President Obama met yesterday with a group of liberal bloggers, including Joe Sudbay of AmericaBlog and AmericaBlogGay, and there was an interesting exchange on the subject of marriage equality:

“I have been to this point unwilling to sign on to same-sex marriage primarily because of my understandings of the traditional definitions of marriage. But I also think you’re right that attitudes evolve, including mine,” Obama said in response to a question from Joe Subday of Americablog.

“I think that it is an issue that I wrestle with and think about because I have a whole host of friends who are in gay partnerships. I have staff members who are in committed, monogamous relationships, who are raising children, who are wonderful parents. And I care about them deeply,” Obama continued. “And so while I’m not prepared to reverse myself here, sitting in the Roosevelt Room at 3:30 in the afternoon, I think it’s fair to say that it’s something that I think a lot about. That’s probably the best you’ll do out of me today.”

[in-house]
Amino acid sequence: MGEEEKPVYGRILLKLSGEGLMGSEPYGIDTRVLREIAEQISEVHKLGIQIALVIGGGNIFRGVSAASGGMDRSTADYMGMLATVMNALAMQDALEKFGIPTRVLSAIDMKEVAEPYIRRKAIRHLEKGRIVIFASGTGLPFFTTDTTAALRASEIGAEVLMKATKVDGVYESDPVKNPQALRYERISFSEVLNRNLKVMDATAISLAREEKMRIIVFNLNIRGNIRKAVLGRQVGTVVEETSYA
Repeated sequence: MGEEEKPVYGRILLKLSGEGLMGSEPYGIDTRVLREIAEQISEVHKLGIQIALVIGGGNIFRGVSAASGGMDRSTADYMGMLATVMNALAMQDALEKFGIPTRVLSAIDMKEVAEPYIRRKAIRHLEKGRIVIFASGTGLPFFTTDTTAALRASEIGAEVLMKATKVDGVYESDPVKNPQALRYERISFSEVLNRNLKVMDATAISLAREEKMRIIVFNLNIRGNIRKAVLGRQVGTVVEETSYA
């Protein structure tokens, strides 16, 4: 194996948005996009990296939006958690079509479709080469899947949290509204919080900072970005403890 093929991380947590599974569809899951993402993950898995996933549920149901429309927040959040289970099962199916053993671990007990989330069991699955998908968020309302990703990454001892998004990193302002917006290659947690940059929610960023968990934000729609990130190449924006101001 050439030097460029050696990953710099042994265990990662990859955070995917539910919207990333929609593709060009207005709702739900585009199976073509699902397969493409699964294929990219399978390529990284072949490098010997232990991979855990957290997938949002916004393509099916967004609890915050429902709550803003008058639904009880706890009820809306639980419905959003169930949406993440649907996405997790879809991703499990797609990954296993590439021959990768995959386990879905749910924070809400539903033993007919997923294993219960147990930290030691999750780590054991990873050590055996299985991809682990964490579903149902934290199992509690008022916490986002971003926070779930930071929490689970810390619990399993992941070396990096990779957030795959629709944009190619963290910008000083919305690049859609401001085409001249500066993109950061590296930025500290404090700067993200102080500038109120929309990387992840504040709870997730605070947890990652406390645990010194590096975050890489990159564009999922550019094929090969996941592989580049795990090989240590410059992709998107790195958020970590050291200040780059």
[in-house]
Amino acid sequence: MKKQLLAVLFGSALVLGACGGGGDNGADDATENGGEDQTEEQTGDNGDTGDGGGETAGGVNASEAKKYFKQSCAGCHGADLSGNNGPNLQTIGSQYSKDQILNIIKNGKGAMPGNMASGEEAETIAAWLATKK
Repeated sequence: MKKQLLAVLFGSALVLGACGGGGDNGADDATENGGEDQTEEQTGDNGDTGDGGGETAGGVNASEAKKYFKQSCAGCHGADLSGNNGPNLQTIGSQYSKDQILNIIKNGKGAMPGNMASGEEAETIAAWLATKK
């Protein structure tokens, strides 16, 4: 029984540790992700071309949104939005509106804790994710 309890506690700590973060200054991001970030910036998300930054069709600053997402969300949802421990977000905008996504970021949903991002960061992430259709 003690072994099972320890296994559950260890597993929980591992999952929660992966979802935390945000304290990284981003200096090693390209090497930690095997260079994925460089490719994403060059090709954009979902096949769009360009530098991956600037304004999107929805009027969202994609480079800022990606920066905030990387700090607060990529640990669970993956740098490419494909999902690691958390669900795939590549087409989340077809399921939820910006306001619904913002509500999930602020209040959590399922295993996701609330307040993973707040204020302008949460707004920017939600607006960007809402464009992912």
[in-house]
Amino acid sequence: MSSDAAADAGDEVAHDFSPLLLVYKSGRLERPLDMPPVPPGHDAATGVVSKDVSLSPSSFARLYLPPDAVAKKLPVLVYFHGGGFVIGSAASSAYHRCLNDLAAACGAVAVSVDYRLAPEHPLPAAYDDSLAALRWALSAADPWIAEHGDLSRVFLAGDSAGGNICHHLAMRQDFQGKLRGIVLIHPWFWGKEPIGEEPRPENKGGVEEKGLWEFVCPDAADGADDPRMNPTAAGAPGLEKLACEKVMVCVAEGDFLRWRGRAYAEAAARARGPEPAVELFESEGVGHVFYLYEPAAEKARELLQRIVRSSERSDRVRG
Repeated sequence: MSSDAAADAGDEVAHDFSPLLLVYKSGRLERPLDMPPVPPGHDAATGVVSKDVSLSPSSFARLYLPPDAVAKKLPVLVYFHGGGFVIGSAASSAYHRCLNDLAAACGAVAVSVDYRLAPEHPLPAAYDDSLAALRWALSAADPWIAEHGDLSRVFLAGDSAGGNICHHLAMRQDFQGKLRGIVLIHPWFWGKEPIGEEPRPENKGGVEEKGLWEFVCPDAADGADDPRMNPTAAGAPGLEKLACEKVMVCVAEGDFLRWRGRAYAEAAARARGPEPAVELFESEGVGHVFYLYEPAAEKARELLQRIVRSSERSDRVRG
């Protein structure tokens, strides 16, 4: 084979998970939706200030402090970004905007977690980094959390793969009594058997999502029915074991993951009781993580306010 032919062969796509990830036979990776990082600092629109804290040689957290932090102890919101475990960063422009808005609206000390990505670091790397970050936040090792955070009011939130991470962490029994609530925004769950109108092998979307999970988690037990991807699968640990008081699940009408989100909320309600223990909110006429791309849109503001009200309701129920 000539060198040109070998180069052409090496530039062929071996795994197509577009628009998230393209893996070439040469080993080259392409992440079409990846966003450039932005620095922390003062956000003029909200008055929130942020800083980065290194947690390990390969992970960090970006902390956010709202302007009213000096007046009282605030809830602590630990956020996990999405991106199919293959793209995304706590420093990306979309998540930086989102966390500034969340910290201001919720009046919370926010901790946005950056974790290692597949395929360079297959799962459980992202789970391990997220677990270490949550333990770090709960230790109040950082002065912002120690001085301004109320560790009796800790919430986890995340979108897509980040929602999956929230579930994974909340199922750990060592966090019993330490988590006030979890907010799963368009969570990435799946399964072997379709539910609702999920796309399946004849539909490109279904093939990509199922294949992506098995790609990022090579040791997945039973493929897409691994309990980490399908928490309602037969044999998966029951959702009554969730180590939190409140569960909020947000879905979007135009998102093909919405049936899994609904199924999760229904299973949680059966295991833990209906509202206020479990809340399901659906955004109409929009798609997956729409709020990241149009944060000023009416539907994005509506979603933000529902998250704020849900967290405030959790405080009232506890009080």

Later, Obama seemed to suggest that legalization of gay marriage is inevitable. “The one thing I will say today is I think it’s pretty clear where the trend lines are going,” he added.

Gay rights activists, many of whom have been deeply disappointed in Obama for failing thus far to repeal “don’t ask, don’t tell” and the Defense of Marriage Act–and for continuing to defend those laws in the courts, were heartened by Obama’s comments. Some said Obama seemed to be laying the groundwork to change his position on same-sex marriage before a likely re-election campaign in 2012.

“Presidents don’t usually think out loud unless they intend to send a signal that they are shifting a position,” said Richard Socarides, a former adviser to President Bill Clinton on gay issues. “I think [Obama] realizes he can’t run as a gay rights advocate in 2012 and be against marriage equality. People see domestic partnerships are separate but equal.”

Socarides is right. Presidents don’t just casually think out loud.

Even if it’s a political move, and you can be sure that it is, it’s a nice change to see political moves in our direction instead of away from the gay community.  And marriage equality is now the mainstream position, so this, in theory, should not be difficult.